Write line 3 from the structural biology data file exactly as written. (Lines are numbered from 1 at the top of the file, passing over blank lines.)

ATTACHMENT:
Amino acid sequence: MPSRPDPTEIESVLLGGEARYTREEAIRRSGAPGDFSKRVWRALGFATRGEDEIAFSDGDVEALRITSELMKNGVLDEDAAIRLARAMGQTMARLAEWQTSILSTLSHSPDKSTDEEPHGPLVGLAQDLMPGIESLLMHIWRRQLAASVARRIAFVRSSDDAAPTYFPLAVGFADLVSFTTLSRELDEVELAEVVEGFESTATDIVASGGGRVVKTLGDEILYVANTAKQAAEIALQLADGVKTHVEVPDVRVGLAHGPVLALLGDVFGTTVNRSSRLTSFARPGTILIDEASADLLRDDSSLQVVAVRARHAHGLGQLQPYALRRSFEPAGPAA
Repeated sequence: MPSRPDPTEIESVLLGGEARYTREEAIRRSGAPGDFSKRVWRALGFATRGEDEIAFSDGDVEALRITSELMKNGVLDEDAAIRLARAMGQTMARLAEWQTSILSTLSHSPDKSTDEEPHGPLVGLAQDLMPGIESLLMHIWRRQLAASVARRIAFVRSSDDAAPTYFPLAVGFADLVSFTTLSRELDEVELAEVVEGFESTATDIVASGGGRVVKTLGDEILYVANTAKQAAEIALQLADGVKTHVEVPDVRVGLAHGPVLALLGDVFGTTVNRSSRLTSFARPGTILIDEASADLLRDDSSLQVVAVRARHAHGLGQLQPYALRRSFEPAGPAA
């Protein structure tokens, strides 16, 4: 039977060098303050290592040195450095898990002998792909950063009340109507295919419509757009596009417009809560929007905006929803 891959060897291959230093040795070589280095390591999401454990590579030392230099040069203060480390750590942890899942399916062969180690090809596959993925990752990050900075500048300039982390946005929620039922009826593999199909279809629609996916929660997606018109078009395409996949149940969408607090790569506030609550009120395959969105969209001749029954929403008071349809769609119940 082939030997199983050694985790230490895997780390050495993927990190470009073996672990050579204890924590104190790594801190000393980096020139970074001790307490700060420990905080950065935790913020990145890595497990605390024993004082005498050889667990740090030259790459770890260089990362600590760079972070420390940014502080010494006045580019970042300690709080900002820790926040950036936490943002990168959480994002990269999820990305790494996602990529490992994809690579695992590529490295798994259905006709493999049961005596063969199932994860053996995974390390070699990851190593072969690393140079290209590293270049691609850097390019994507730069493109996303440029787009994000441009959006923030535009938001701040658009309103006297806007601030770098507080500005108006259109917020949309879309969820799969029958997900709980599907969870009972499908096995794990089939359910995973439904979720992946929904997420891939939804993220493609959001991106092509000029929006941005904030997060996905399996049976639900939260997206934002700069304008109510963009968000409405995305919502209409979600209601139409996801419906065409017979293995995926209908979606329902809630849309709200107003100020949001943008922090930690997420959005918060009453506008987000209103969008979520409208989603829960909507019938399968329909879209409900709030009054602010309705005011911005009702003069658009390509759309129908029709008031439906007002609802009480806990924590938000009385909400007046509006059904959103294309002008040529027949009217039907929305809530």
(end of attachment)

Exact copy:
């Protein structure tokens, strides 16, 4: 039977060098303050290592040195450095898990002998792909950063009340109507295919419509757009596009417009809560929007905006929803 891959060897291959230093040795070589280095390591999401454990590579030392230099040069203060480390750590942890899942399916062969180690090809596959993925990752990050900075500048300039982390946005929620039922009826593999199909279809629609996916929660997606018109078009395409996949149940969408607090790569506030609550009120395959969105969209001749029954929403008071349809769609119940 082939030997199983050694985790230490895997780390050495993927990190470009073996672990050579204890924590104190790594801190000393980096020139970074001790307490700060420990905080950065935790913020990145890595497990605390024993004082005498050889667990740090030259790459770890260089990362600590760079972070420390940014502080010494006045580019970042300690709080900002820790926040950036936490943002990168959480994002990269999820990305790494996602990529490992994809690579695992590529490295798994259905006709493999049961005596063969199932994860053996995974390390070699990851190593072969690393140079290209590293270049691609850097390019994507730069493109996303440029787009994000441009959006923030535009938001701040658009309103006297806007601030770098507080500005108006259109917020949309879309969820799969029958997900709980599907969870009972499908096995794990089939359910995973439904979720992946929904997420891939939804993220493609959001991106092509000029929006941005904030997060996905399996049976639900939260997206934002700069304008109510963009968000409405995305919502209409979600209601139409996801419906065409017979293995995926209908979606329902809630849309709200107003100020949001943008922090930690997420959005918060009453506008987000209103969008979520409208989603829960909507019938399968329909879209409900709030009054602010309705005011911005009702003069658009390509759309129908029709008031439906007002609802009480806990924590938000009385909400007046509006059904959103294309002008040529027949009217039907929305809530």